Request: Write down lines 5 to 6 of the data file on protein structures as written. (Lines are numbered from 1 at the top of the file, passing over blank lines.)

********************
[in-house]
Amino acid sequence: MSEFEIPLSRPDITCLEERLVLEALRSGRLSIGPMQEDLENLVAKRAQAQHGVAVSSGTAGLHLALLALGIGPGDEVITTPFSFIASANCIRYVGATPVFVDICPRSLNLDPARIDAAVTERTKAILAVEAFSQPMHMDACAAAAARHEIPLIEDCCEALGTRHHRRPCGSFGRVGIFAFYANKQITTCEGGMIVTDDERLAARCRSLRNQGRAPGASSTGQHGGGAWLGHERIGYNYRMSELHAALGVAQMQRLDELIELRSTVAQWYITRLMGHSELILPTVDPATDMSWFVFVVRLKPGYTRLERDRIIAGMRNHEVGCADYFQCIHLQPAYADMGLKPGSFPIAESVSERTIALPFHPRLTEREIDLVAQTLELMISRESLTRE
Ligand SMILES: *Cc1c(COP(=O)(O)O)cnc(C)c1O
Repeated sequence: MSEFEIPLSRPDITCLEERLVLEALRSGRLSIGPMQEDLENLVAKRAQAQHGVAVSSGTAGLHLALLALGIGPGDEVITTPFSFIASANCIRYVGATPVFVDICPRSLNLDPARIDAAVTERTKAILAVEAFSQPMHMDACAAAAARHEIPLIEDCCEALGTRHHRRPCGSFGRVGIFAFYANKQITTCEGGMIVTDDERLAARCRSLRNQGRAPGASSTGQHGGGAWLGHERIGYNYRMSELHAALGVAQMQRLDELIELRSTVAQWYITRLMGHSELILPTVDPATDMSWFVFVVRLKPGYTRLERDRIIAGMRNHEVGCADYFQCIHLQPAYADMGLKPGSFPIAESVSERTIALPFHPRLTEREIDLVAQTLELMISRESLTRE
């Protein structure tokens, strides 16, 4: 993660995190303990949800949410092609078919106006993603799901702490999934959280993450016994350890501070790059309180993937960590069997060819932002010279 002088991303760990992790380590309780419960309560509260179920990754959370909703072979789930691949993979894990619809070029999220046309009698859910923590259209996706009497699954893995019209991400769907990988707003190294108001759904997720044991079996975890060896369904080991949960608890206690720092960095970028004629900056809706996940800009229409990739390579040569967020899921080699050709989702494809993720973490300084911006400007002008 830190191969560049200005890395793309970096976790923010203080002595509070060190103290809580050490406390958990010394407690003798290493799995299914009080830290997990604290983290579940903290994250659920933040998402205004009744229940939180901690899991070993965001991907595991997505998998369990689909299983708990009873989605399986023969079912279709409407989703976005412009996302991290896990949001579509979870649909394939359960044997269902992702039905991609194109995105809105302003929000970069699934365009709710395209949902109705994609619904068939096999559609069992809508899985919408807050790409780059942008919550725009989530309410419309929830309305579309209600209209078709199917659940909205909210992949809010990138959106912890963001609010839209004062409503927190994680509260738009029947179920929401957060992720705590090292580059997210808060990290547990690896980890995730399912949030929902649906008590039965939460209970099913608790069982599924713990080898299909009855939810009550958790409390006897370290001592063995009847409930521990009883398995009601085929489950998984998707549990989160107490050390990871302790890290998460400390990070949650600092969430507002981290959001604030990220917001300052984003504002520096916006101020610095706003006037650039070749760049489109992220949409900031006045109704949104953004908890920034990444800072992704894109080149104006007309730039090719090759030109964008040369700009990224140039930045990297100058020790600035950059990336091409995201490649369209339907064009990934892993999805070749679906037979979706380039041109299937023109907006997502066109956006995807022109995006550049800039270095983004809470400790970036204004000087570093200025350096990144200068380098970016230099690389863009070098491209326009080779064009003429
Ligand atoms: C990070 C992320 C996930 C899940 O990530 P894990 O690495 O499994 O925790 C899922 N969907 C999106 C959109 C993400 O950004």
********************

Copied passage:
């Protein structure tokens, strides 16, 4: 993660995190303990949800949410092609078919106006993603799901702490999934959280993450016994350890501070790059309180993937960590069997060819932002010279 002088991303760990992790380590309780419960309560509260179920990754959370909703072979789930691949993979894990619809070029999220046309009698859910923590259209996706009497699954893995019209991400769907990988707003190294108001759904997720044991079996975890060896369904080991949960608890206690720092960095970028004629900056809706996940800009229409990739390579040569967020899921080699050709989702494809993720973490300084911006400007002008 830190191969560049200005890395793309970096976790923010203080002595509070060190103290809580050490406390958990010394407690003798290493799995299914009080830290997990604290983290579940903290994250659920933040998402205004009744229940939180901690899991070993965001991907595991997505998998369990689909299983708990009873989605399986023969079912279709409407989703976005412009996302991290896990949001579509979870649909394939359960044997269902992702039905991609194109995105809105302003929000970069699934365009709710395209949902109705994609619904068939096999559609069992809508899985919408807050790409780059942008919550725009989530309410419309929830309305579309209600209209078709199917659940909205909210992949809010990138959106912890963001609010839209004062409503927190994680509260738009029947179920929401957060992720705590090292580059997210808060990290547990690896980890995730399912949030929902649906008590039965939460209970099913608790069982599924713990080898299909009855939810009550958790409390006897370290001592063995009847409930521990009883398995009601085929489950998984998707549990989160107490050390990871302790890290998460400390990070949650600092969430507002981290959001604030990220917001300052984003504002520096916006101020610095706003006037650039070749760049489109992220949409900031006045109704949104953004908890920034990444800072992704894109080149104006007309730039090719090759030109964008040369700009990224140039930045990297100058020790600035950059990336091409995201490649369209339907064009990934892993999805070749679906037979979706380039041109299937023109907006997502066109956006995807022109995006550049800039270095983004809470400790970036204004000087570093200025350096990144200068380098970016230099690389863009070098491209326009080779064009003429
Ligand atoms: C990070 C992320 C996930 C899940 O990530 P894990 O690495 O499994 O925790 C899922 N969907 C999106 C959109 C993400 O950004």